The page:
First, though, we need to start with two fundamental problems that reflective learning gives us — the first to do with the uncertain referential status of the word, the second to do with time.  The word is a noun that describes a process as well as a thing.  It describes how we think (but remains unclear how we go about that) and it also refers to the product of that thinking, the reflection that’s set down on paper or in pixels.  There’s thus a difficulty from the start: at any point, what are we referencing, the process or the product?  This lexical difficulty gives rise to another.  When we teach or facilitate reflection, we’re almost invariably talking about helping students with process, helping them to process experience.  And we judge the quality of the reflecting process by the reflective product. How else can we do it, we might wonder, since there’s no evidence of the reflecting other than the reflection?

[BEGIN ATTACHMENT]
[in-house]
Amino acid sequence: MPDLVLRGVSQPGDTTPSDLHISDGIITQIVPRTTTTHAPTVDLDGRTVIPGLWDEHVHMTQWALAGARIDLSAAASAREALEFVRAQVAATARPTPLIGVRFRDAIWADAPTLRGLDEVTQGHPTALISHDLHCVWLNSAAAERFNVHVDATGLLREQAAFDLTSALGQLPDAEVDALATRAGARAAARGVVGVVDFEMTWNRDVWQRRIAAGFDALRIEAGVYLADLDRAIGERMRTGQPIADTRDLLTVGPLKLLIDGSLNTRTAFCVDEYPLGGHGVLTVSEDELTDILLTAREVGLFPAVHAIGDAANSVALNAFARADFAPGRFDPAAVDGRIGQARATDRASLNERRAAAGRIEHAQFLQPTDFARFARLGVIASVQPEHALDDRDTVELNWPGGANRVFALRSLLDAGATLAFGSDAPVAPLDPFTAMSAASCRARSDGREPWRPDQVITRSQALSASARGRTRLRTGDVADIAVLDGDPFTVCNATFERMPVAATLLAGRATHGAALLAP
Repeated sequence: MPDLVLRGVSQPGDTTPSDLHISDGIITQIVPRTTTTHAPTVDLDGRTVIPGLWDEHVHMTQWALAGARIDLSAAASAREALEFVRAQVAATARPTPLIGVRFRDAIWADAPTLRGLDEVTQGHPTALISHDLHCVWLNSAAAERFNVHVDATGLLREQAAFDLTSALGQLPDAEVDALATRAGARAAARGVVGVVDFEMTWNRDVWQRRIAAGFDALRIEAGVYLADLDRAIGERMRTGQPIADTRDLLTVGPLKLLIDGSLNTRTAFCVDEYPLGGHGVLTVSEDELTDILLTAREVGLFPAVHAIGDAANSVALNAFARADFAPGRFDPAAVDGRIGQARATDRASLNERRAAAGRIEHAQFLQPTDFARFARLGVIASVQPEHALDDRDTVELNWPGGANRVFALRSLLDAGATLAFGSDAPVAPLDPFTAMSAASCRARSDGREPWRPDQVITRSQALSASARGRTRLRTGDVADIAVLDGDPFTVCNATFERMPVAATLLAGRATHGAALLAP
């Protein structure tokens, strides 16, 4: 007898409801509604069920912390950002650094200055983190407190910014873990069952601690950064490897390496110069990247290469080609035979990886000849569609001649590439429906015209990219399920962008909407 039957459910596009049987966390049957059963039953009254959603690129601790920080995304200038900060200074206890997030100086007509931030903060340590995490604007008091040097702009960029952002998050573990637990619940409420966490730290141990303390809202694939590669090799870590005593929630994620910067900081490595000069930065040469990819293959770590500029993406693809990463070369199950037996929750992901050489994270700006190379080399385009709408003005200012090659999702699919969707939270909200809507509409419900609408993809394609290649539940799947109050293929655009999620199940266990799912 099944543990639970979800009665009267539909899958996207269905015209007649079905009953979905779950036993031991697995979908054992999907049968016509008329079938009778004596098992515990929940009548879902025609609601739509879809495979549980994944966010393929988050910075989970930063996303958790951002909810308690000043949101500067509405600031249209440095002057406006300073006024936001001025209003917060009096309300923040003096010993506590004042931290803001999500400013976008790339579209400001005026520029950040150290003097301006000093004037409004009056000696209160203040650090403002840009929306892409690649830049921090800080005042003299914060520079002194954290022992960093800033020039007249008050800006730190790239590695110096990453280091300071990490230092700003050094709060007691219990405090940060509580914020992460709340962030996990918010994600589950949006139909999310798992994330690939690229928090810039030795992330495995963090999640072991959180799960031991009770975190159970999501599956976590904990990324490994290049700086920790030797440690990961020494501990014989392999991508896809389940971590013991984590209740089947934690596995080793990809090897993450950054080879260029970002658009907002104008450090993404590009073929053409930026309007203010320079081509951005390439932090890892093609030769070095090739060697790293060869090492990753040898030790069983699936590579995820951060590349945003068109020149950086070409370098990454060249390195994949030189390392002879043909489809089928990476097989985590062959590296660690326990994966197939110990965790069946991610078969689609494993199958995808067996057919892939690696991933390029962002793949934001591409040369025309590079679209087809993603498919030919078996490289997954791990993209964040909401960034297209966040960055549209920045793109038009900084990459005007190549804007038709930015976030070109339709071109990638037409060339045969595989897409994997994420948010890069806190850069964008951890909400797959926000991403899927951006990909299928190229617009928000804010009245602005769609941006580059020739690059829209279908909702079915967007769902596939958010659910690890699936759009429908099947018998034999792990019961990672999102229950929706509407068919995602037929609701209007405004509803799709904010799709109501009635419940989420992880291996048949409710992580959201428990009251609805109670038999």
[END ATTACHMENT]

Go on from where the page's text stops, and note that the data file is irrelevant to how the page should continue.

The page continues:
Actually, there are other methods, derived from composition analysis, from which we could gain deeper insight into reflection. In the 1970s in the US, composition researchers were faced with the same problem. Scholars such as John Bereiter, Linda Flower and Marlene Scardamalia solved it in part by drawing upon the methods of Rogerian counselling, and psychiatric literature, and having writers record their spoken thoughts as they write – verbal protocols. The resulting data streams are quite resource-intensive to mark up and analyse, though of course much richer in understandings because two almost simultaneous channels, speech and writing, are used to capture both action and thought-on-action.[1]  What the technique proves, though, is that the reflecting that a person carries out in his or her head may not be caught very well, or at all, by the reflection that is the product on the page which, as soon as the writer starts to write, is subject to multiple forms of revision and re-analysis in the process of drafting. Indeed the process of writing calls into question the very idea of something called a reflection that we can point to and say that that is the actual reflection – part of the ancient opposition of stasis and kinesis.   Veracity, truthfulness to experience becomes impossible to verify.